To visit the Château de Commarque is to take a trip back in time. Nestled in the Beune Valley, whose site has been occupied since the Palaeolithic era, this 12th century fortress was the scene of a great epic involving 6 great families of the Périgord. I won't tell you any more, just go for it!

It is 8 pm. Night falls on the small valley. A few hooting night birds emanate from the surrounding woods. Slowly, the keep built by the Beynac family in the middle of the Hundred Years' War, and culminating at more than 60 metres, plunges into the darkness. I had to be quick, as the Milky Way sets early at this time of year... so I quickly made this image of the Milky Way over this castle, with an incredible zodiacal light as a bonus. This 180° panorama shows the castle topped by the Milky Way, our galaxy, composed of hundreds of millions of stars and numerous nebulae, including the Orion Nebula, Barnard's Loop, the Rosette Nebula and California. Other galaxies such as Andromeda and the Triangulum Galaxy are visible on the horizon.

But at this point, the excitement was just beginning... Guided by Jean-Sébastien Wemmert, the castle's passionate history keeper, we ventured into the dark and mysterious corners of the medieval fortress, cameras in hand. Every night, he even lights a few candles in the chapel. Their faint glow, perceptible against the great panorama, adds soul to the image.

The stars shone above us as we walked in the footsteps of the lords who lived here centuries ago. The centuries-old stone walls seemed to come alive under the camera lens, revealing unexpected details in the darkest corners.

In the end, this night photography session at the Château de Commarque, guided by Jean-Sébastien, offered us a unique and unforgettable experience. We captured spectacular images and created memories that will last a lifetime.

On the technical side, 180° panorama from south (left) to north (right) of 27 photographs (3 rows) of 13 seconds each (6 minutes in total). Canon 6D Astrodon (modified, scaled for astrophotography) and Sigma 28mm f1.4.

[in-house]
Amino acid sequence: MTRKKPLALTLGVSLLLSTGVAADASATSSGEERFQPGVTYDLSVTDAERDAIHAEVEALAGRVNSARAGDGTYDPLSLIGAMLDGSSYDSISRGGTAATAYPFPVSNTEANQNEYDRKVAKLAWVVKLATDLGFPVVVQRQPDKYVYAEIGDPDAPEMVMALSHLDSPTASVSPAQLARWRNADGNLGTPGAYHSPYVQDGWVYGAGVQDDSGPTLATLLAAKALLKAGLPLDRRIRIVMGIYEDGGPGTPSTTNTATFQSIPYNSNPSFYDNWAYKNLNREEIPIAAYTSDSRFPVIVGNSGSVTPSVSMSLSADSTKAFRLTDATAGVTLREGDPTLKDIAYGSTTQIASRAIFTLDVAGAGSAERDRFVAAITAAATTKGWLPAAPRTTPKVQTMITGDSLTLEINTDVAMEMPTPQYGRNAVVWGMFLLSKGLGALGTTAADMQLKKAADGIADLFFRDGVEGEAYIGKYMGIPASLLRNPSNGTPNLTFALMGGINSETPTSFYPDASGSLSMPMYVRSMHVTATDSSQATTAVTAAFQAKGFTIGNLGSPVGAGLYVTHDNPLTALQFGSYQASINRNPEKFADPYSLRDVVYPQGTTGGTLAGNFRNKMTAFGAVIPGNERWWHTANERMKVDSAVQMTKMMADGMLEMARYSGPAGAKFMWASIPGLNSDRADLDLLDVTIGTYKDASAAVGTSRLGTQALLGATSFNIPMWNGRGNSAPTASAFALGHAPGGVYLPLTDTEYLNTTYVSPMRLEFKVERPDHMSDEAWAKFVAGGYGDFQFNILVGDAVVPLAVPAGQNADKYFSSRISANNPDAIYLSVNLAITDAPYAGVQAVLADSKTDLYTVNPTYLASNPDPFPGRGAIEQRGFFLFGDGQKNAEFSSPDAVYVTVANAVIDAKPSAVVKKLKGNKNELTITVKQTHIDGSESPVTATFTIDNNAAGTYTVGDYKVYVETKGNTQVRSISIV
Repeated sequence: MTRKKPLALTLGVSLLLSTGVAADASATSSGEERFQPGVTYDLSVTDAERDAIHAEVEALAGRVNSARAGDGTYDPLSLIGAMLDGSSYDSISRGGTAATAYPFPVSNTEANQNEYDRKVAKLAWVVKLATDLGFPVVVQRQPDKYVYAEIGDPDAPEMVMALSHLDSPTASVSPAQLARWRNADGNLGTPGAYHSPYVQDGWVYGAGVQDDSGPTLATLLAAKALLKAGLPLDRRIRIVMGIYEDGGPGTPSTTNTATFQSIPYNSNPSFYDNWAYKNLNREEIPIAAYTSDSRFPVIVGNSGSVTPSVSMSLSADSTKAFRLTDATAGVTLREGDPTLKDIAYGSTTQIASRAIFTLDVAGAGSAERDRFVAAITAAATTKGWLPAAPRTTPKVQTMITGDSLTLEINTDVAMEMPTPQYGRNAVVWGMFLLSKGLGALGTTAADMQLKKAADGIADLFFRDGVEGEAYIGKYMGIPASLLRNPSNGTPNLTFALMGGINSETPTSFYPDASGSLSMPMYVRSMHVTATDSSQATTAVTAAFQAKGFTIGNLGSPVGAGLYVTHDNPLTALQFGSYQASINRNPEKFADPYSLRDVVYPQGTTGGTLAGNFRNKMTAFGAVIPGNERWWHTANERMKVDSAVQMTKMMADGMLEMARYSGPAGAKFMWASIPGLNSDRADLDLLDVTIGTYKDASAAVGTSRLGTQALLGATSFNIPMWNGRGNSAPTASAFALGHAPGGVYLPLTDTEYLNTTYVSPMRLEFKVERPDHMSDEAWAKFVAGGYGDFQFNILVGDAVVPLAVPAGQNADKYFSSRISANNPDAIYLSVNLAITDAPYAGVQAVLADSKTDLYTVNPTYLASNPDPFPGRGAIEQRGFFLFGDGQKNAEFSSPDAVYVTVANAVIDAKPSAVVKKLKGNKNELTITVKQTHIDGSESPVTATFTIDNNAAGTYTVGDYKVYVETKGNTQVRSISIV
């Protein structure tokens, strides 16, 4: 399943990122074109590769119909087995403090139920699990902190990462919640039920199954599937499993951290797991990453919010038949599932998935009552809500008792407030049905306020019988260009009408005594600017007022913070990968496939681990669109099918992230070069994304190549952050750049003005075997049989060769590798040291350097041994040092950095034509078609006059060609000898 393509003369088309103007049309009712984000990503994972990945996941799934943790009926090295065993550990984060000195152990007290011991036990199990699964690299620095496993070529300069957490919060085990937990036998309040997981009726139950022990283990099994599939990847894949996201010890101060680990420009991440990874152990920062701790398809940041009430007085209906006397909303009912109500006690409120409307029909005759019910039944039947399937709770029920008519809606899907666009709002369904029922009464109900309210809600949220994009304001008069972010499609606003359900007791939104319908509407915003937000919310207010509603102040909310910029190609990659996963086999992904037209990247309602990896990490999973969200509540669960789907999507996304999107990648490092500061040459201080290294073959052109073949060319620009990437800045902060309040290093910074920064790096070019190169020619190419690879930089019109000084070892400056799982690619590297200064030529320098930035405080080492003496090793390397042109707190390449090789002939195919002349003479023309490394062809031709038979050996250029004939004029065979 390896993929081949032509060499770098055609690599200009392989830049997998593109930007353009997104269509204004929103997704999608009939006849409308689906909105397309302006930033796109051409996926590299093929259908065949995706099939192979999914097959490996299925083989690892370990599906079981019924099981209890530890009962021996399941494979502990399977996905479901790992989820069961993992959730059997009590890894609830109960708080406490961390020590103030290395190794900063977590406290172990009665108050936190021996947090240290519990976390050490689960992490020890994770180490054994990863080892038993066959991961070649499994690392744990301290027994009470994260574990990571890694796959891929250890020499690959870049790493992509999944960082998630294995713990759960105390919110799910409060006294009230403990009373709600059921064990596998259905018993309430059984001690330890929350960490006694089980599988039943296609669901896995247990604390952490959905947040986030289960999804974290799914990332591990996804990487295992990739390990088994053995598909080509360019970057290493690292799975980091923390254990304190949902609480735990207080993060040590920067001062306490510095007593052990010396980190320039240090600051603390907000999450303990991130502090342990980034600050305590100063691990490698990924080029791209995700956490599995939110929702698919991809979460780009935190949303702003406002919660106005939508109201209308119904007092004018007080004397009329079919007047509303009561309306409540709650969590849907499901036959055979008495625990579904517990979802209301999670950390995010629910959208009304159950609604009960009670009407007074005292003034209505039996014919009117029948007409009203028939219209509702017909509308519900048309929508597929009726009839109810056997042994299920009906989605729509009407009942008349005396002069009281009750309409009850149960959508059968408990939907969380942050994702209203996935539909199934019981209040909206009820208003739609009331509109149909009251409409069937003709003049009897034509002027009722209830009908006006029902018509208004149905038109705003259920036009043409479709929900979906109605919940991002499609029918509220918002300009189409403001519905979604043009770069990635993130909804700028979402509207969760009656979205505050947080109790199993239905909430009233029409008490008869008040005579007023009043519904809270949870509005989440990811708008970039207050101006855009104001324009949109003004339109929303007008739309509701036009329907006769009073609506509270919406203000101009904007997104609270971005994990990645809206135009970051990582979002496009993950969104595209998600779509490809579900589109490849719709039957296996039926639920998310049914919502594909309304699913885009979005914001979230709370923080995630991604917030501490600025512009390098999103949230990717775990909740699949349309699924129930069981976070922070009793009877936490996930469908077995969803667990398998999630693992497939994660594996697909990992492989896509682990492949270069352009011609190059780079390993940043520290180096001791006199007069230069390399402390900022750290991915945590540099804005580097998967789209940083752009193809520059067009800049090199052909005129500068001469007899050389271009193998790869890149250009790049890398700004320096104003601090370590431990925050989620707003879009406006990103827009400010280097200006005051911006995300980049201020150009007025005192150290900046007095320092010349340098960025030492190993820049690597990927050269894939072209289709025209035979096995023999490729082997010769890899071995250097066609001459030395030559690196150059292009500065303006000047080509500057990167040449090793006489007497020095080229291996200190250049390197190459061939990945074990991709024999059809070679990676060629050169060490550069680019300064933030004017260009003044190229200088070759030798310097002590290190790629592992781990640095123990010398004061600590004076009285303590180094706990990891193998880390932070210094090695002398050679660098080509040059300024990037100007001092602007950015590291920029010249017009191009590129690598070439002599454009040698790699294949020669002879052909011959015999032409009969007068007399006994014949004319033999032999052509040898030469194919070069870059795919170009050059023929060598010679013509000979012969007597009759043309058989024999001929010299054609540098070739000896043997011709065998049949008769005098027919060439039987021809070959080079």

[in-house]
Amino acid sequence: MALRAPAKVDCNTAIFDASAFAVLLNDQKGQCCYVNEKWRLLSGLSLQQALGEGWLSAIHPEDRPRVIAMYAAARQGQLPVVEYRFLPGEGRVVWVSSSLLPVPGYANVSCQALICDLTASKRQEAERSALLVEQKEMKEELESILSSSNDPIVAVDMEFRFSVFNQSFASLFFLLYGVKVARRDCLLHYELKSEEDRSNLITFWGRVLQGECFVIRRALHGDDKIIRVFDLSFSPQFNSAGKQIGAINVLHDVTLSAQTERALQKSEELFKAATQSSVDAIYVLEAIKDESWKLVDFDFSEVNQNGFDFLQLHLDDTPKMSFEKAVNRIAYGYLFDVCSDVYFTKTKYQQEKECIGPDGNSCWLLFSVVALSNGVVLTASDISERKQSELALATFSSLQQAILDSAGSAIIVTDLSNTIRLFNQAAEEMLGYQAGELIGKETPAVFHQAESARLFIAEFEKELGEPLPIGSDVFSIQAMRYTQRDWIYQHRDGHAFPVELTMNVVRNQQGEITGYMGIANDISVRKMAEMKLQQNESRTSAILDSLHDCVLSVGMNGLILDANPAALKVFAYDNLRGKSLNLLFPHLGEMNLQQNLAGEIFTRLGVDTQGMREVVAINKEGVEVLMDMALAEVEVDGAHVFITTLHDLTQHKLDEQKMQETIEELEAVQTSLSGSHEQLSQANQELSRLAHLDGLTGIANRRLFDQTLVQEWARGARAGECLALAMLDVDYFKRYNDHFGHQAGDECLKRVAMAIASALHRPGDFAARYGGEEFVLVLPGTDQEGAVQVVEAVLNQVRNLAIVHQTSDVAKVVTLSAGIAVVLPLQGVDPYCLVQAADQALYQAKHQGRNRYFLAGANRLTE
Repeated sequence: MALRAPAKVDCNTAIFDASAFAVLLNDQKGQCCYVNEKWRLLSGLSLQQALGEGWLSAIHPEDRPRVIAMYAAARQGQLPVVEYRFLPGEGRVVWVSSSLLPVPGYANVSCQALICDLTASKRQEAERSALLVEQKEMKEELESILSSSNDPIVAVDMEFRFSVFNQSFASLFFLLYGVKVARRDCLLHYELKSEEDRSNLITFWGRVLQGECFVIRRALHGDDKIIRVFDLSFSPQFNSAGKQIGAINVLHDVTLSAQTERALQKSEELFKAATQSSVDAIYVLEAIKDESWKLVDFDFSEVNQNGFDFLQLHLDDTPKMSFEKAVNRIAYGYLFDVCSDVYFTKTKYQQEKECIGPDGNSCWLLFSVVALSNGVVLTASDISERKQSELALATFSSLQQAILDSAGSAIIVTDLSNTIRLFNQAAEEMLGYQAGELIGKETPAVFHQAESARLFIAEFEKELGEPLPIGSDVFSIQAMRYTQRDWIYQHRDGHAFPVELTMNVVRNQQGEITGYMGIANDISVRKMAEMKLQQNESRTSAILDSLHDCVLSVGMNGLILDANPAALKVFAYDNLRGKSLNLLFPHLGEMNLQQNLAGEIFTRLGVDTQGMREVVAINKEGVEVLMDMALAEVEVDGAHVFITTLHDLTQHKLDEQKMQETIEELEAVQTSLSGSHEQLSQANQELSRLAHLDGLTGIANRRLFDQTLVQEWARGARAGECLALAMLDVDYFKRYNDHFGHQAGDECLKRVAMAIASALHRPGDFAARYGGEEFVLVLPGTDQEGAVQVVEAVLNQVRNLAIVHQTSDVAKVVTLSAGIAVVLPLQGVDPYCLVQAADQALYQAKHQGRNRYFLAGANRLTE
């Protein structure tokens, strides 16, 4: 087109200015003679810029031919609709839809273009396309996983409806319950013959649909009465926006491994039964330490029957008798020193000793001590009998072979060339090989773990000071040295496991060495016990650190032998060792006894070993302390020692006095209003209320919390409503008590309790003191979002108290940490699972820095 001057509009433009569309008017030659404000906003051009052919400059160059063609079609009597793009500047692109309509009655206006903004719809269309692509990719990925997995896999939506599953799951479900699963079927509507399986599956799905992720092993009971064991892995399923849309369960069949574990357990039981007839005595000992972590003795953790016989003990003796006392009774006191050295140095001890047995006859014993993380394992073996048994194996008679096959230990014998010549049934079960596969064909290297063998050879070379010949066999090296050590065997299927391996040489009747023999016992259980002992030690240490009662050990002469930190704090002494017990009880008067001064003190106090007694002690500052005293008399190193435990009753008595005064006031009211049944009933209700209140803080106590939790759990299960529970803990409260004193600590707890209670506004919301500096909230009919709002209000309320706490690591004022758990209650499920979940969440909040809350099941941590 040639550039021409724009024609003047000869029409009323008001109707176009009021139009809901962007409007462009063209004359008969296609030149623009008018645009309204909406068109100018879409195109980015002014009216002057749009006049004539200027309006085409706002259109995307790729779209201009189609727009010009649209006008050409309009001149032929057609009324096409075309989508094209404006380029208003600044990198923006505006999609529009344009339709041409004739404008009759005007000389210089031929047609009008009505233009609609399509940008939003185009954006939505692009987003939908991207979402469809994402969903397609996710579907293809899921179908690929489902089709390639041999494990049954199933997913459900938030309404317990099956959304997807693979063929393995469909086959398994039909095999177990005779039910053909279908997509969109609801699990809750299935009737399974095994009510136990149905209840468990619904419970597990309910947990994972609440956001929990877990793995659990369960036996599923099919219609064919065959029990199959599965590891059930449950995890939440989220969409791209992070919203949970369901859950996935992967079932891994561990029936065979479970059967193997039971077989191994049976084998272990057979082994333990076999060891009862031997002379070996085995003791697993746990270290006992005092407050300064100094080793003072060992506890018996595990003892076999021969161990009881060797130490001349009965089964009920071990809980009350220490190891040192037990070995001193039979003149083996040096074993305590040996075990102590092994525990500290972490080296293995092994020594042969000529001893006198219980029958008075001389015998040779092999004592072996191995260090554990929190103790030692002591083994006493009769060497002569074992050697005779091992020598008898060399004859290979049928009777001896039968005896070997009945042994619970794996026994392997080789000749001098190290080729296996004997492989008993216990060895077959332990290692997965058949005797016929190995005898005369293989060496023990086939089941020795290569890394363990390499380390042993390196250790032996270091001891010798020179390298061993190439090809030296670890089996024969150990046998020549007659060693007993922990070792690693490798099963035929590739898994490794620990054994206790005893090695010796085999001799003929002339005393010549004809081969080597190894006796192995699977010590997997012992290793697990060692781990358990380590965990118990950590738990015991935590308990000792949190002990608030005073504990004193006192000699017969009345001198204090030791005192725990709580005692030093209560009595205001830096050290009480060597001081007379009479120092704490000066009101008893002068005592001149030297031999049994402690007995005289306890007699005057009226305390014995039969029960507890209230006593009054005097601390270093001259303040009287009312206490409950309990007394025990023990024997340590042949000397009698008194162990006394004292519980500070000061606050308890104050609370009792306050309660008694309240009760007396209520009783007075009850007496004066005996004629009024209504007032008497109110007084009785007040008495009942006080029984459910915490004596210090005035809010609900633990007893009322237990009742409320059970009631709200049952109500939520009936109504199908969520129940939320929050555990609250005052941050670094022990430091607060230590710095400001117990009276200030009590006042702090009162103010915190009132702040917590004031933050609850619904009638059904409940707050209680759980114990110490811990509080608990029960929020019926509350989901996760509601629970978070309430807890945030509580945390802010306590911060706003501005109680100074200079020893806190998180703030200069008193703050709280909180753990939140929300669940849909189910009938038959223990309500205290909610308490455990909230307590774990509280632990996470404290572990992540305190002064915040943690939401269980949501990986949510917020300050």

Instagram : j.looten
Facebook : julien.looten.photographie

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Re: Submissions: 2023 March

Post by rahusga » Fri Mar 31, 2023 7:55 am

Humans on the Moon

Date: 29/03/2023
Location: Valencia (Spain)
Copyright: Raúl Hussein

Image ... TZ0INm.jpg

As we stand here on Earth, gazing up at the vast expanse of the night sky, we cannot help but wonder what lies beyond our planet. The Moon, our closest celestial neighbor, has always held a special place in our imaginations and our history. And now, it is time for us to return.

NASA's mission to recapture the Moon is not just a scientific endeavor, but a human one. It is about pushing the boundaries of what we can achieve, exploring the unknown, and expanding our horizons as a species. By establishing a sustainable presence on the Moon, we can unlock new knowledge, technologies, and opportunities that will benefit us all.

But this mission is not just about what we can gain, it is about what we can give. It is about inspiring future generations, igniting the curiosity and imagination of young minds, and showing them that anything is possible if we work together and dare to dream big.

So let us embrace this challenge with open hearts and open minds. Let us honor the legacy of those who came before us, who dared to reach for the stars, and let us pave the way for those who will come after us, who will carry on our quest to explore and conquer the universe. The Moon awaits us, and we must answer its call.

Technical information:
- Mosaic 56MP (6000 frames, 4 videos)
- Telescope: Celestron C9,25 XLT
- Camera: Player One Uranus-C
- Mount: EQ6R-Pro
- Filter: Baader UV/IR cut (CMOS optimized)
Last edited by bystander on Fri Mar 31, 2023 8:04 am, edited 1 time in total.
Reason: Please, no hot links to images > 500 kb. Substituted smaller image.

Victor Lima
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Re: Submissions: 2023 March

Post by Victor Lima » Sat Apr 01, 2023 1:17 am

In the photo, we can contemplate an incredible night panorama, where various celestial phenomena are visible: the Magellanic Clouds, the arc of the Milky Way, the zodiacal light, the Andromeda Galaxy, Jupiter and the airglow.

The Magellanic Clouds, which appear as bright spots in the left side of the image, are two satellite galaxies of the Milky Way and contain billions of stars, nebulas, and star clusters. The Milky Way arch, in turn, is the bright band that crosses the image, formed by the light of stars and interstellar gas and dust.